Cuttings Are Turning Brown/Black
This means your cuttings have rotted! If the part of the stem with the node is still green, you can try to cut off all the brown, rotten bits and repeat the propagation process.
However, if the entire Pothos stems have rotted, you will need to try again with new cuttings. Use fresh, new soil for the new cutting.
Rot is caused by overwatering or not refreshing the water frequently enough. Make sure to allow the soil of your propagation to dry out before you water again, and ensure that your pot and soil have good drainage. Water propagations should be refreshed with new water once a week!
Cutting Dies After Transplanting To Soil
Finally! You’ve grown a beautiful and healthy cutting in a jar of water, and you’re ready to transfer it to the soil, but soon after you moved it to the soil, the cuttings seem to have died. This is likely due to transplant shock, common during this process.
Moving to a new environment can be incredibly stressful for your poor Pothos plants. Sadly, this plant death is irreversible.
Sometimes, the cutting will perk back up eventually, but prevention is the best treatment for transplant shock. When repotting to soil, be very gentle because water roots are delicate!
Keep your soil medium nice and moist for at least four weeks after transplanting. You can continue to allow the soil to dry out a little more (about halfway) once you notice new growth on your cutting.
Can You Propagate Pothos Without a Leaf?
Pothos can be propagated with no leaf as long as there is a root node, although it takes longer—place the cuttings in a plastic bag or box to create a warm and humid environment. Alternatively, you can use a glass container or test tubes with plastic cover.
Can You Use Rooting Hormone To Propagate Pothos?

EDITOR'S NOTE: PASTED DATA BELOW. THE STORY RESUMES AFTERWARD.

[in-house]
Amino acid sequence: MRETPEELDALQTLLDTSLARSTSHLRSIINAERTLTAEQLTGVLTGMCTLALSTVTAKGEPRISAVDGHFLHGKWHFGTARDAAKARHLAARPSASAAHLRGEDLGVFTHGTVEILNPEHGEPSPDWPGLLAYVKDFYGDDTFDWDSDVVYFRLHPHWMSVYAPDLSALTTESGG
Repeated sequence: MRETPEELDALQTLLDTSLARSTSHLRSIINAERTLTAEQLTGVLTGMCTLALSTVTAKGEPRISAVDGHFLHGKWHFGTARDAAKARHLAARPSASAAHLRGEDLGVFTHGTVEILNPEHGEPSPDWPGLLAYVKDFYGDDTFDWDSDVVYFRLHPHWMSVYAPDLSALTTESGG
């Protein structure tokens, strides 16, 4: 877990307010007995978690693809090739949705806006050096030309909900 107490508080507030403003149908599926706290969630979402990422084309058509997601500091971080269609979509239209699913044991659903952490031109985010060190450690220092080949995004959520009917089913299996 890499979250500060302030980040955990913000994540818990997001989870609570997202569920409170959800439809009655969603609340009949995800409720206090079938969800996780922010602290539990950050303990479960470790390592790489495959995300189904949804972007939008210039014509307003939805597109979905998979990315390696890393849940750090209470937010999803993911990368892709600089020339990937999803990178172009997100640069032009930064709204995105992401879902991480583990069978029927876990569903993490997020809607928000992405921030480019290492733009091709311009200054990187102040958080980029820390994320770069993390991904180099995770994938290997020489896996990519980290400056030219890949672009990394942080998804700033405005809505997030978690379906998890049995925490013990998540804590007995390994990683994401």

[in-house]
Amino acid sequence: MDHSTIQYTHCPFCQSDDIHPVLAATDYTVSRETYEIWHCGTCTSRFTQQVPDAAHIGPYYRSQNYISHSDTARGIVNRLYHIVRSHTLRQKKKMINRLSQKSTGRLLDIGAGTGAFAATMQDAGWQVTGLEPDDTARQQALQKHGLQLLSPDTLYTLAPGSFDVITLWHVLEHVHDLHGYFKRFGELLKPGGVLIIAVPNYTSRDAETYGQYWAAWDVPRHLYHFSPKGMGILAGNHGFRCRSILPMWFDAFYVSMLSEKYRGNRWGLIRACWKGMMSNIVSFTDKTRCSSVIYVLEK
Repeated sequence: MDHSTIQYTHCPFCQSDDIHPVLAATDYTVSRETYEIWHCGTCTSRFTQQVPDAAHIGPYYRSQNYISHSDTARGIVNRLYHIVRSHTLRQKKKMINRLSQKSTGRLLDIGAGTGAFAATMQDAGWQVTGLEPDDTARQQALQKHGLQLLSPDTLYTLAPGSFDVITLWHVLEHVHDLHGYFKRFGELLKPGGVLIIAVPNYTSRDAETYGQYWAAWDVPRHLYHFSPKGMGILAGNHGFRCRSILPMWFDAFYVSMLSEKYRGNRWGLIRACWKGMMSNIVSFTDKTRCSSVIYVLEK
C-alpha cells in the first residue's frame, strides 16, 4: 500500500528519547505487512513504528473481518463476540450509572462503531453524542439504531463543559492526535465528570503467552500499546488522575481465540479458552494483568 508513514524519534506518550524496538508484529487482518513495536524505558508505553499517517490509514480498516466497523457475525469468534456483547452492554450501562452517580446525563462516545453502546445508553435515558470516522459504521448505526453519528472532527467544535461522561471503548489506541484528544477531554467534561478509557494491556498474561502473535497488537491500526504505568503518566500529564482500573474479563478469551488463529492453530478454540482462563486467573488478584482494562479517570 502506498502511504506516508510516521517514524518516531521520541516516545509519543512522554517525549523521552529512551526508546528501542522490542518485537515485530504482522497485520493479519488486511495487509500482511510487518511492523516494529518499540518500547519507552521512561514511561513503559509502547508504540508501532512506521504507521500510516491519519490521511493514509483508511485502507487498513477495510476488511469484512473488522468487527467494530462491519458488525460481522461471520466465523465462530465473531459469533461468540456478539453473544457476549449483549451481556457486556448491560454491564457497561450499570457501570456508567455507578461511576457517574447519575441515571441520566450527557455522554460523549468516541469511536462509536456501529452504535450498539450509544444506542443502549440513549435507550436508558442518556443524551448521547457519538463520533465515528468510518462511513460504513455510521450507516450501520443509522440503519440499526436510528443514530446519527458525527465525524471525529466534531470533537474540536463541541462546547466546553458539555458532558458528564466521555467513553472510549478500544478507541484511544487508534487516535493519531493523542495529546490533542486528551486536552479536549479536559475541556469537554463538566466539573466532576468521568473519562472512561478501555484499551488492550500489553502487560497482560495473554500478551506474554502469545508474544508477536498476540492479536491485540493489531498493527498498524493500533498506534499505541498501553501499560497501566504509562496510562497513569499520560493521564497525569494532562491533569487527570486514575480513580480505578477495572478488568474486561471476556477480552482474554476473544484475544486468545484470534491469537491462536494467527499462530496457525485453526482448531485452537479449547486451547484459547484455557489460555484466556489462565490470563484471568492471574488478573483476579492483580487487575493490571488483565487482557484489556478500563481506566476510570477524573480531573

Yes! Rooting hormones will give the stem cuttings a head start but are unnecessary. But if you do, dip the cut end into the hormone powder and avoid pouring directly into the water because it will make the medium murky. Rooting hormone can be used for every propagation method.
When is the Best Time to Propagate Pothos?
Pothos should be propagated in the summer for best results. The cuttings need lots of light and warmth to grow roots and leaves!
Remember that Pothos become dormant in cold weather, and while you can propagate in the winter, you’ll likely not see much growth until spring.
What Is The Fastest Way To Propagate Pothos?
Water propagation is likely the fastest method to grow new Pothos plants. However, since Pothos are vigorous growers, they can grow roots in water and soil propagations in just a couple of weeks.
Does Pothos Like to Be Rootbound?
This indoor houseplant can tolerate being rootbound but should be repotted if its pot gets too snug. You can tell when it is time to repot when you notice the soil goes dry very fast, the leaves grow stunted, or the Pothos stops growing completely. Repotting is best done in spring and summer!